The election was rigged by state governments that did all they could to prevent nonwhite Americans from voting: The spirit of Jim Crow is very much alive — or maybe translate that to Diego Cuervo, now that Latinos have joined African-Americans as targets. Voter ID laws, rationalized by demonstrably fake concerns about election fraud, were used to disenfranchise thousands; others were discouraged by a systematic effort to make voting hard, by closing polling places in areas with large minority populations.

    The election was rigged by Russian intelligence, which was almost surely behind the hacking of Democratic emails, which WikiLeaks then released with great fanfare. Nothing truly scandalous emerged, but the Russians judged, correctly, that the news media would hype the revelation that major party figures are human beings, and that politicians engage in politics, as somehow damning.

For Kenyans who survived post-election violence, US race feels like déjà vu

    A firebrand populist positions himself as the savior of a marginalized segment of the electorate. He whips his supporters into a frenzy, implying that a loss at the polls would mean the destruction of democracy itself. Then he rejects the outcome of the election as rigged and acts surprised when some of his supporters resort to violence.

    Could the story of Kenya's disputed 2007 vote, which ignited a bloody melee that left more than 1,000 people dead, be a harbinger of America's future on Election Day? The parallels are clear enough to have inspired a trending hashtag: #RailaAnotherTrump is a jab at Raila Odinga, who ran for president in 2007 and is still the leader of the political opposition. But it's American voters who may find it the most painful to read.

    "Raila and Trump, the presidential candidates who believe the media is rigged and elections will be rigged too," writes one Twitter user.

    "Trump inciting his poor & uneducated whites to bring fracas if he dose (sic) not win, just like Raila does with his minions!" writes another.

The Post-Truth Presidency

    We can say with absolute certainty that the Chicago Cubs ended a 108-year spell of futility and won the World Series. The Curse of the Billy Goat is dead. We also know with absolute certainty that on the dawn following the last out, the sun rose over Chicago, my dad’s hometown, at 7:26 a.m.

    But with nearly everything else, we choose to believe what we want. Segregation lives. Reality no longer bites — it sorts. This coming Election Day, separate theaters for red and blue voters will open so that viewers can get their political news inside the comfort of their own fact bubbles.

    Of all the concerns facing a Madam President, governing in a post-truth environment may be the biggest challenge. Perhaps a third of American adults now believe a few Big Lies. And those Big Lies may be nearly impossible to dislodge, because in the course of this awful election, even fact-checking became suspect.

Voting machines aren't rigged, but they are flawed

    Interference by hackers is just one of the nightmare scenarios that worry computer scientists about the upcoming election. The other is a race so close that calling the result is beyond the capacity of today's voting technology.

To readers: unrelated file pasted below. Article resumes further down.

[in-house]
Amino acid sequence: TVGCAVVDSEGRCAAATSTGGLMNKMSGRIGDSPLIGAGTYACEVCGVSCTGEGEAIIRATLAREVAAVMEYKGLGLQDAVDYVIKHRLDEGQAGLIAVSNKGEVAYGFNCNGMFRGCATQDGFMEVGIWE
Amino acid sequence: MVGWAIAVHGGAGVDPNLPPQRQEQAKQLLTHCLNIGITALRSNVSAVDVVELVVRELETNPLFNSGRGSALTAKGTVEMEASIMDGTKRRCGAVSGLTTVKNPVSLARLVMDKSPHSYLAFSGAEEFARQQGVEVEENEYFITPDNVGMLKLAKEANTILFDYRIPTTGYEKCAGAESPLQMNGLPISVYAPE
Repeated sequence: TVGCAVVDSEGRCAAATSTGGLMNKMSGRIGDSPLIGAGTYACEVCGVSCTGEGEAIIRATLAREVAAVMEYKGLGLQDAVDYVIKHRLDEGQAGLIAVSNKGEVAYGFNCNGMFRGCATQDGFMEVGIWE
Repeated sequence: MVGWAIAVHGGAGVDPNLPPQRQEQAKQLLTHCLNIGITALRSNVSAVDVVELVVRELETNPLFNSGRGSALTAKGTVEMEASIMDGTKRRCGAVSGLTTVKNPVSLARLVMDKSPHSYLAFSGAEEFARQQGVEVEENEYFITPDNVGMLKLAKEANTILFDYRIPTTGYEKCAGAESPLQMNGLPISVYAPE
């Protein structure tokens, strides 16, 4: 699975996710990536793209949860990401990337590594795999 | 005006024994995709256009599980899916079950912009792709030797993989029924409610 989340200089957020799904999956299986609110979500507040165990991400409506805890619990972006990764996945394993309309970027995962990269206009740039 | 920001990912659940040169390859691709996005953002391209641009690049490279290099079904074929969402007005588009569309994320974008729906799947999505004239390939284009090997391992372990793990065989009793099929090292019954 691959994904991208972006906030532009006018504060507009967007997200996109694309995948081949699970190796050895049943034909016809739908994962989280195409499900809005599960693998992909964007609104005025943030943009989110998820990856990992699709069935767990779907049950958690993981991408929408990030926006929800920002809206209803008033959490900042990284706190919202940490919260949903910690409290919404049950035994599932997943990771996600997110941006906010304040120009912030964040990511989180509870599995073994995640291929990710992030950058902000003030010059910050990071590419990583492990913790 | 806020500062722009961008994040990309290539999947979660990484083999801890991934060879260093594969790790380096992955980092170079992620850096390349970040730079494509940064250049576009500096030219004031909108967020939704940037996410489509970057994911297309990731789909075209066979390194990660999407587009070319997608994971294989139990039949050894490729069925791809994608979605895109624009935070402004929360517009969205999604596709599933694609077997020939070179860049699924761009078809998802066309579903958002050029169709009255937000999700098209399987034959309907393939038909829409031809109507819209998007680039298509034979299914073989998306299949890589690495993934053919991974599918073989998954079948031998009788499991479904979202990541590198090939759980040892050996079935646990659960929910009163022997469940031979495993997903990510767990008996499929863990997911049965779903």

Experts who've delved into the accuracy of these apparatuses -- from punch cards and mechanical levers to electronic voting machines -- say that no system is perfect. In most cases the error rates are unknown, or are only measured in artificial test settings and not as they would be used in the real world.

    Computer scientist Douglas Jones of the University of Iowa, who co-authored the book "Broken Ballots: Will Your Vote Count?," came to realize that voters usually blame themselves when something goes wrong in the voting booth -- a tendency that could mask intentional hacking or equipment error. When Jones set up experiments with electronic voting machines rigged to switch votes away from the subjects' choices, the people casting ballots assumed they had done something wrong. "People tend to trust the machines," he said -- even when the machines don't work.

Even if Trump loses, the 'Populist International' wins

    They share ideas and ideology, friends and funders. They cross borders to appear at one another's rallies. They have deep contacts in Russia - they often use Russian disinformation - as well as friends in other authoritarian states. They despise the West and seek to undermine Western institutions. They think of themselves as a revolutionary avant-garde just like, once upon a time, the Communist International, or Comintern, the Soviet-backed organization that linked communist parties around Europe and the world.

    Now, of course, they are not Soviet-backed, and they are not communist. But this loose group of parties and politicians - Austria's Freedom Party, the Dutch Party for Freedom, the UK Independence Party, Hungary's Fidesz, Poland's Law and Justice, Donald Trump - have made themselves into a global movement of "anti-globalists." Meet the "Populist International": Whoever wins the U.S. election Tuesday, its influence is here to stay.